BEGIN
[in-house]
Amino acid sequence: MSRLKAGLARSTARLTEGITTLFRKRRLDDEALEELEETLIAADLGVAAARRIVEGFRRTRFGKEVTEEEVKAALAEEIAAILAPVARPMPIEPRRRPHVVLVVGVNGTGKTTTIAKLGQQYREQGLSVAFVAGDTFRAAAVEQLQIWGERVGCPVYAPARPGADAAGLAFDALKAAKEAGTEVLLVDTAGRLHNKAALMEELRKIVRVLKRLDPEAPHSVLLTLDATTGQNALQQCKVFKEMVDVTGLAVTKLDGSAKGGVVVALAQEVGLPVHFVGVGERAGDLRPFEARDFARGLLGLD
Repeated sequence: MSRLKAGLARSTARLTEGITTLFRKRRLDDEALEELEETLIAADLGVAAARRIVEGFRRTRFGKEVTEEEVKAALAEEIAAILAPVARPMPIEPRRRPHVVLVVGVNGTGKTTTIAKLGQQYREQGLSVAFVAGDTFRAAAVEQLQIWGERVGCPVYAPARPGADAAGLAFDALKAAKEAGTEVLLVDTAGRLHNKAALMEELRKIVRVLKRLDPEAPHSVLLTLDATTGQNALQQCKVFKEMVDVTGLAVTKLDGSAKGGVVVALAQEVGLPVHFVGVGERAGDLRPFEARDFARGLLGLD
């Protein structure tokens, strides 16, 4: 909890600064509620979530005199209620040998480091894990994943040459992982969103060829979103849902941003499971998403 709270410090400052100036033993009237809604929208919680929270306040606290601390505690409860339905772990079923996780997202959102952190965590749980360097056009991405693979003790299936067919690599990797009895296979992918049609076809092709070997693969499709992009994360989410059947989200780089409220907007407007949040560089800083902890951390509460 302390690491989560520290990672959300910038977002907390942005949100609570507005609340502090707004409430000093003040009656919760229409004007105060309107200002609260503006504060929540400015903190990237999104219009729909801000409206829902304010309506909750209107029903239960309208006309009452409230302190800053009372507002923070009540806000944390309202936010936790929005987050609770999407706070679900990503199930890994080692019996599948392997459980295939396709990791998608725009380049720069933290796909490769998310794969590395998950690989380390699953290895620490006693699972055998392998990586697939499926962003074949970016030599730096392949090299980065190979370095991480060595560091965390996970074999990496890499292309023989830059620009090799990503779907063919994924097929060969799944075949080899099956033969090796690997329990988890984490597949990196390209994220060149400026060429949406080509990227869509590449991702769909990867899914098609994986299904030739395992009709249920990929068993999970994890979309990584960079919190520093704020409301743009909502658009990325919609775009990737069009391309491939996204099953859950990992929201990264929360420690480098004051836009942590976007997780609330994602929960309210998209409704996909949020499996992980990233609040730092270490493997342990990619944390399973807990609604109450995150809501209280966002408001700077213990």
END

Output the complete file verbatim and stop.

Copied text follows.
[in-house]
Amino acid sequence: MSRLKAGLARSTARLTEGITTLFRKRRLDDEALEELEETLIAADLGVAAARRIVEGFRRTRFGKEVTEEEVKAALAEEIAAILAPVARPMPIEPRRRPHVVLVVGVNGTGKTTTIAKLGQQYREQGLSVAFVAGDTFRAAAVEQLQIWGERVGCPVYAPARPGADAAGLAFDALKAAKEAGTEVLLVDTAGRLHNKAALMEELRKIVRVLKRLDPEAPHSVLLTLDATTGQNALQQCKVFKEMVDVTGLAVTKLDGSAKGGVVVALAQEVGLPVHFVGVGERAGDLRPFEARDFARGLLGLD
Repeated sequence: MSRLKAGLARSTARLTEGITTLFRKRRLDDEALEELEETLIAADLGVAAARRIVEGFRRTRFGKEVTEEEVKAALAEEIAAILAPVARPMPIEPRRRPHVVLVVGVNGTGKTTTIAKLGQQYREQGLSVAFVAGDTFRAAAVEQLQIWGERVGCPVYAPARPGADAAGLAFDALKAAKEAGTEVLLVDTAGRLHNKAALMEELRKIVRVLKRLDPEAPHSVLLTLDATTGQNALQQCKVFKEMVDVTGLAVTKLDGSAKGGVVVALAQEVGLPVHFVGVGERAGDLRPFEARDFARGLLGLD
């Protein structure tokens, strides 16, 4: 909890600064509620979530005199209620040998480091894990994943040459992982969103060829979103849902941003499971998403 709270410090400052100036033993009237809604929208919680929270306040606290601390505690409860339905772990079923996780997202959102952190965590749980360097056009991405693979003790299936067919690599990797009895296979992918049609076809092709070997693969499709992009994360989410059947989200780089409220907007407007949040560089800083902890951390509460 302390690491989560520290990672959300910038977002907390942005949100609570507005609340502090707004409430000093003040009656919760229409004007105060309107200002609260503006504060929540400015903190990237999104219009729909801000409206829902304010309506909750209107029903239960309208006309009452409230302190800053009372507002923070009540806000944390309202936010936790929005987050609770999407706070679900990503199930890994080692019996599948392997459980295939396709990791998608725009380049720069933290796909490769998310794969590395998950690989380390699953290895620490006693699972055998392998990586697939499926962003074949970016030599730096392949090299980065190979370095991480060595560091965390996970074999990496890499292309023989830059620009090799990503779907063919994924097929060969799944075949080899099956033969090796690997329990988890984490597949990196390209994220060149400026060429949406080509990227869509590449991702769909990867899914098609994986299904030739395992009709249920990929068993999970994890979309990584960079919190520093704020409301743009909502658009990325919609775009990737069009391309491939996204099953859950990992929201990264929360420690480098004051836009942590976007997780609330994602929960309210998209409704996909949020499996992980990233609040730092270490493997342990990619944390399973807990609604109450995150809501209280966002408001700077213990």